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Gutman, R. (2005). The Designer in Architectural Practice. Ann. Psychoanal., 33:227-239.
  

(2005). Annual of Psychoanalysis, 33:227-239

The Designer in Architectural Practice

Robert Gutman, Ph.D.

Ever since my book on practice was published 16 years ago, I have spent some of my time away from the university consulting to architectural firms. Although most architectural firms make considerable use of consultants these days, mostly to advise them on technical problems of building, my own work focuses on management issues: for example, improved ways of organizing the office, how to formulate strategic plans for getting more work, what might be done to better the quality of their product, and whether or not to add certain specialties, such as interior design. I am fortunate that I am able to concentrate on the issues I like best, which is to help small design firms, often called “boutiques,” to increase the number of jobs they get, or to help firms which are successful commercially to improve the quality of their design. In dealing with the problems designers face as practitioners, I find that I understand them best and can be most helpful to them by making use of the ideas borrowed from the psychoanalytic tradition that address the subject of the creative individual. The creative process is a subject that psychoanalysts have attended to beginning with Freud, who made a variety of studies of artists, including Leonardo and Michelangelo, and who treated several patients who were artists.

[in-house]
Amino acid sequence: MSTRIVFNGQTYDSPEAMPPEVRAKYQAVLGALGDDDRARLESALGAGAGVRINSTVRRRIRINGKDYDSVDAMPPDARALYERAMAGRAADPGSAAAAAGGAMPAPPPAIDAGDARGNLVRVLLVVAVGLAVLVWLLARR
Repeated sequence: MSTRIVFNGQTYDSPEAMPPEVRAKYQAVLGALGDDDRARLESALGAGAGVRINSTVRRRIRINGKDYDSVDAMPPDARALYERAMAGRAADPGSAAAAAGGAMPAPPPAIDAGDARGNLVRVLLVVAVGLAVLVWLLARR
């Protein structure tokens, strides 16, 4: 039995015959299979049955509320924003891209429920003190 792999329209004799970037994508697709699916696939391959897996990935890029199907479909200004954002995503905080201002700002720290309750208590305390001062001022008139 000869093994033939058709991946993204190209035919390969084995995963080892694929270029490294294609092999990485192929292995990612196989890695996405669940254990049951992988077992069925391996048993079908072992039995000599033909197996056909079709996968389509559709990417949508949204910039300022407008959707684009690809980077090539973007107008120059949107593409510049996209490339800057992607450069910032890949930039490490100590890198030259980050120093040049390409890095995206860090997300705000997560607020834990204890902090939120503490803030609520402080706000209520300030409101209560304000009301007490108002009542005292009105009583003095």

The

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